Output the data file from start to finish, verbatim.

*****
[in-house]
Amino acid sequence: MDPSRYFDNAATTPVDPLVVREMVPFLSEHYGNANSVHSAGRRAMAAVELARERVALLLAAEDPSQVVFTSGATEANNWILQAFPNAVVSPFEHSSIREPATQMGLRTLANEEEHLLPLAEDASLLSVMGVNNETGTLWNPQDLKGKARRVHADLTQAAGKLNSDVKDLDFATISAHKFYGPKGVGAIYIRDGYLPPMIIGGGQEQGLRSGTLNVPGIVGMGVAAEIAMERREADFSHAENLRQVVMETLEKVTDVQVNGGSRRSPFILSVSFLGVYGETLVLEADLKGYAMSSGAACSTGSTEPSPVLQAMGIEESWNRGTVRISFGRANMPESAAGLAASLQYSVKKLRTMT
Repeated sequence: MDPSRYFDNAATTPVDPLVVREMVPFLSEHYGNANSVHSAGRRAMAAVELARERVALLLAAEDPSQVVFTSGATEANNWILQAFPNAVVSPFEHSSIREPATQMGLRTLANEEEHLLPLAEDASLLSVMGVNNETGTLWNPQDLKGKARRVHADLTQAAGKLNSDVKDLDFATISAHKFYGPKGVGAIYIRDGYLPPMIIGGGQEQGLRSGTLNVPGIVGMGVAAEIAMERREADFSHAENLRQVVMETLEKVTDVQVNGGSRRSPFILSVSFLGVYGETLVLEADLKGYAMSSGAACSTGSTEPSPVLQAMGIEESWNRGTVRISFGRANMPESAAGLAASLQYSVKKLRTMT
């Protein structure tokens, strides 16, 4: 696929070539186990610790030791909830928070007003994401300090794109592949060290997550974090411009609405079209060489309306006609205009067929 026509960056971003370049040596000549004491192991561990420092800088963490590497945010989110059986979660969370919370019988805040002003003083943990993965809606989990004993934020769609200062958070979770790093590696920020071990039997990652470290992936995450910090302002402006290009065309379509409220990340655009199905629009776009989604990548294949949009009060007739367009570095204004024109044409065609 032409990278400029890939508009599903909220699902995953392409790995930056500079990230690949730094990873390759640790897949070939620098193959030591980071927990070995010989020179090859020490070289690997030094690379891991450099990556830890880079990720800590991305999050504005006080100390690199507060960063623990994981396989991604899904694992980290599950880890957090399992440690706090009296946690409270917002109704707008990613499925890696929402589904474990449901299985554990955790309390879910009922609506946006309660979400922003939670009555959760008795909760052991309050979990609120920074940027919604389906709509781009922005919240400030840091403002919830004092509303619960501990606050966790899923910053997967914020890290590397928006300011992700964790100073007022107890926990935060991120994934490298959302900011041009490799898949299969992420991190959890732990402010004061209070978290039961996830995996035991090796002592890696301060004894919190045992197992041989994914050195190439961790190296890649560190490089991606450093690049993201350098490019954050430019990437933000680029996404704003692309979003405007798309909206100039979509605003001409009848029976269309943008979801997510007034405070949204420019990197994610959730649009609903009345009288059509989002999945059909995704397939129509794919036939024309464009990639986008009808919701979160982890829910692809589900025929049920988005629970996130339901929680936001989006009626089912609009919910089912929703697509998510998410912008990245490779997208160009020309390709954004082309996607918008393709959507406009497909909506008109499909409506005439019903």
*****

[in-house]
Amino acid sequence: MDPSRYFDNAATTPVDPLVVREMVPFLSEHYGNANSVHSAGRRAMAAVELARERVALLLAAEDPSQVVFTSGATEANNWILQAFPNAVVSPFEHSSIREPATQMGLRTLANEEEHLLPLAEDASLLSVMGVNNETGTLWNPQDLKGKARRVHADLTQAAGKLNSDVKDLDFATISAHKFYGPKGVGAIYIRDGYLPPMIIGGGQEQGLRSGTLNVPGIVGMGVAAEIAMERREADFSHAENLRQVVMETLEKVTDVQVNGGSRRSPFILSVSFLGVYGETLVLEADLKGYAMSSGAACSTGSTEPSPVLQAMGIEESWNRGTVRISFGRANMPESAAGLAASLQYSVKKLRTMT
Repeated sequence: MDPSRYFDNAATTPVDPLVVREMVPFLSEHYGNANSVHSAGRRAMAAVELARERVALLLAAEDPSQVVFTSGATEANNWILQAFPNAVVSPFEHSSIREPATQMGLRTLANEEEHLLPLAEDASLLSVMGVNNETGTLWNPQDLKGKARRVHADLTQAAGKLNSDVKDLDFATISAHKFYGPKGVGAIYIRDGYLPPMIIGGGQEQGLRSGTLNVPGIVGMGVAAEIAMERREADFSHAENLRQVVMETLEKVTDVQVNGGSRRSPFILSVSFLGVYGETLVLEADLKGYAMSSGAACSTGSTEPSPVLQAMGIEESWNRGTVRISFGRANMPESAAGLAASLQYSVKKLRTMT
């Protein structure tokens, strides 16, 4: 696929070539186990610790030791909830928070007003994401300090794109592949060290997550974090411009609405079209060489309306006609205009067929 026509960056971003370049040596000549004491192991561990420092800088963490590497945010989110059986979660969370919370019988805040002003003083943990993965809606989990004993934020769609200062958070979770790093590696920020071990039997990652470290992936995450910090302002402006290009065309379509409220990340655009199905629009776009989604990548294949949009009060007739367009570095204004024109044409065609 032409990278400029890939508009599903909220699902995953392409790995930056500079990230690949730094990873390759640790897949070939620098193959030591980071927990070995010989020179090859020490070289690997030094690379891991450099990556830890880079990720800590991305999050504005006080100390690199507060960063623990994981396989991604899904694992980290599950880890957090399992440690706090009296946690409270917002109704707008990613499925890696929402589904474990449901299985554990955790309390879910009922609506946006309660979400922003939670009555959760008795909760052991309050979990609120920074940027919604389906709509781009922005919240400030840091403002919830004092509303619960501990606050966790899923910053997967914020890290590397928006300011992700964790100073007022107890926990935060991120994934490298959302900011041009490799898949299969992420991190959890732990402010004061209070978290039961996830995996035991090796002592890696301060004894919190045992197992041989994914050195190439961790190296890649560190490089991606450093690049993201350098490019954050430019990437933000680029996404704003692309979003405007798309909206100039979509605003001409009848029976269309943008979801997510007034405070949204420019990197994610959730649009609903009345009288059509989002999945059909995704397939129509794919036939024309464009990639986008009808919701979160982890829910692809589900025929049920988005629970996130339901929680936001989006009626089912609009919910089912929703697509998510998410912008990245490779997208160009020309390709954004082309996607918008393709959507406009497909909506008109499909409506005439019903």